This article was originally published on July 22, 2022, by the Florida Department of Environmental Protection. Read original.
TALLAHASSEE, Fla. – The Florida Department of Environmental Protection (DEP) is celebrating the removal of 56 tons of marine debris deposited by Hurricane Irma from 13 spoil islands in Biscayne Bay.
DEP’s Biscayne Bay Aquatic Preserves led the project after receiving a $100,000 grant from the National Oceanic and Atmospheric Administration's (NOAA) Marine Debris Program. This grant, provided by the Bipartisan Budget Act of 2018, supported coastal recovery efforts involving marine debris assessment, removal and disposal associated with Hurricane Irma. The Category 5 storm made landfall in Florida on Sept. 10, 2017, and caused more than $50 billion in damage in the United States.
DEP, along with partners from NOAA, Miami-Dade County, the cities of Miami and North Miami, and AshBritt Environmental, focused on marine debris, starting at the shoreline and extending up to 100 feet inland. At the conclusion of the 46-day endeavor, a total of 45 island acres were restored and 111,944 pounds – just under 56 tons – of marine debris was removed. The debris included dock and decking lumber, tires, fishing gear, plastics and aluminum cans. Such debris can affect water quality, thwart vegetative growth and harm wildlife.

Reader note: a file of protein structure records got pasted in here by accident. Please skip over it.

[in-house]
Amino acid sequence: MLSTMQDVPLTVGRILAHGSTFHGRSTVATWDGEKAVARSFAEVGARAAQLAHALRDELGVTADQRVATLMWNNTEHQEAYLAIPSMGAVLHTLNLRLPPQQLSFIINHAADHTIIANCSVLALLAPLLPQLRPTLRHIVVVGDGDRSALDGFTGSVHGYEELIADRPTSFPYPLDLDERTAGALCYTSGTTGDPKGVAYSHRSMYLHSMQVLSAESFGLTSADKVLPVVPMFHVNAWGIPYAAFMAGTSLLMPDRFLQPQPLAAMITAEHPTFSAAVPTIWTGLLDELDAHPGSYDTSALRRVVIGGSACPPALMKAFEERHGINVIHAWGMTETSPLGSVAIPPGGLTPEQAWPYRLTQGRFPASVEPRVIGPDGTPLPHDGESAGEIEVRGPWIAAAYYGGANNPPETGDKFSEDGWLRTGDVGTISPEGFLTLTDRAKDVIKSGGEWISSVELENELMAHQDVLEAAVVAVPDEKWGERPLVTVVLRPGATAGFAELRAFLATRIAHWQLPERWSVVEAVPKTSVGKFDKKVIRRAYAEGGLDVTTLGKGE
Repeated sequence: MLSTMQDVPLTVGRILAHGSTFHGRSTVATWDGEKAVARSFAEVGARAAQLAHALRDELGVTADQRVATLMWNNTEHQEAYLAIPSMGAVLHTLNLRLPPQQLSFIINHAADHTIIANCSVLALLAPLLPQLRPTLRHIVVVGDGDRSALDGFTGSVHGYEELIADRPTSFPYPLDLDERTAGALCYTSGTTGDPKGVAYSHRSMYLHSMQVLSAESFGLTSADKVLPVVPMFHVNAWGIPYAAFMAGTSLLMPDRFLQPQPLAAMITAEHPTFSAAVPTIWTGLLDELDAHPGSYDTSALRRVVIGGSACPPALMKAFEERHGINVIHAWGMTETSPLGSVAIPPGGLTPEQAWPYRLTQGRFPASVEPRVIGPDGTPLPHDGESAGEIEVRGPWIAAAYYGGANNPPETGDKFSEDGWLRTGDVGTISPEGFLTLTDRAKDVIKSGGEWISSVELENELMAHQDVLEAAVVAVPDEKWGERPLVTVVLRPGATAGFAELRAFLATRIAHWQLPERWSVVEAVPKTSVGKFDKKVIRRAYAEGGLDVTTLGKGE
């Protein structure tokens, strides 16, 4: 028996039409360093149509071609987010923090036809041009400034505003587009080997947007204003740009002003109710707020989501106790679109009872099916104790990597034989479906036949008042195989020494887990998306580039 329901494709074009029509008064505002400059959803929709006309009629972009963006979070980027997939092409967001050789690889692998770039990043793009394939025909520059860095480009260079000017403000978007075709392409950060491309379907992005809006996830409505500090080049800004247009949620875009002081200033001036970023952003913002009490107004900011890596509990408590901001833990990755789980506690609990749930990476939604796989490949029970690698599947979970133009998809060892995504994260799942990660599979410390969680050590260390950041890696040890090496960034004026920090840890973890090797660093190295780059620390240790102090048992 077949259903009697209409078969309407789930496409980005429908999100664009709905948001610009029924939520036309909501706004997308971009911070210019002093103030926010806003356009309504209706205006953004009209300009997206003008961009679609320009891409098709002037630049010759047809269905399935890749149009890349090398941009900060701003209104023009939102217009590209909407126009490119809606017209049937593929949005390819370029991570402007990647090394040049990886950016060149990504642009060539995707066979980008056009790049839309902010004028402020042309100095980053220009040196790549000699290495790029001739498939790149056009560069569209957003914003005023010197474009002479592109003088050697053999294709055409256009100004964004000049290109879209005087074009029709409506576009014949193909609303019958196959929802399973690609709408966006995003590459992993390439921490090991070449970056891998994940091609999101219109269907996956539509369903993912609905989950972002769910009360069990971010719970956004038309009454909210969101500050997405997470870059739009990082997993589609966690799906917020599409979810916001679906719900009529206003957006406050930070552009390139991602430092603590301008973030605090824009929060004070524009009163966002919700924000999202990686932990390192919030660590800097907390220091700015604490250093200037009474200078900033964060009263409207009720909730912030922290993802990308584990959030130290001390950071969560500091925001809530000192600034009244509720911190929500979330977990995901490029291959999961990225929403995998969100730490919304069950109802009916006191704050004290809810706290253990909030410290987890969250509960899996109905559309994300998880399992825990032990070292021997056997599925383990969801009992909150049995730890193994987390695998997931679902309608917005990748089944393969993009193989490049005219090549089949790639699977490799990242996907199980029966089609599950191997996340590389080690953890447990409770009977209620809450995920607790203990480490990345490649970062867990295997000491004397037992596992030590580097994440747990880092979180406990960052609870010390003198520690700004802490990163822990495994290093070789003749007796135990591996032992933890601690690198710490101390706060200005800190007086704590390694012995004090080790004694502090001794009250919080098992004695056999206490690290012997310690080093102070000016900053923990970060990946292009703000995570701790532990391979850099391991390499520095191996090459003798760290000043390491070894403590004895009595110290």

“This was an excellent example of what can happen when federal, state, local and private partners work together toward a common purpose,” said Alex Reed, director of DEP's Office of Resilience and Coastal Protection. “Using collaborative local planning processes like the Biscayne Bay Commission, the state continues to move forward on restoration projects in the bay.”
Biscayne Bay’s spoil islands were last restored and enhanced in the 1990s and early 2000s in a project led by the Miami-Dade County Department of Environmental Resource Management, with funding support from the state of Florida. Since 2015, the Adopt-an-Island Program has built on those restoration efforts through the removal of marine debris.
Future restoration projects include the removal of submerged debris and derelict vessels to further restore these important islands and surrounding marine ecosystems.
The Biscayne Bay Commission identified marine debris and exotic vegetation removal as a priority for response agencies in order to protect the bay and wildlife and provide public recreational opportunities. The commission has called upon federal, state and regional stakeholders, such as DEP, to take an active role in preventive and cleanup measures.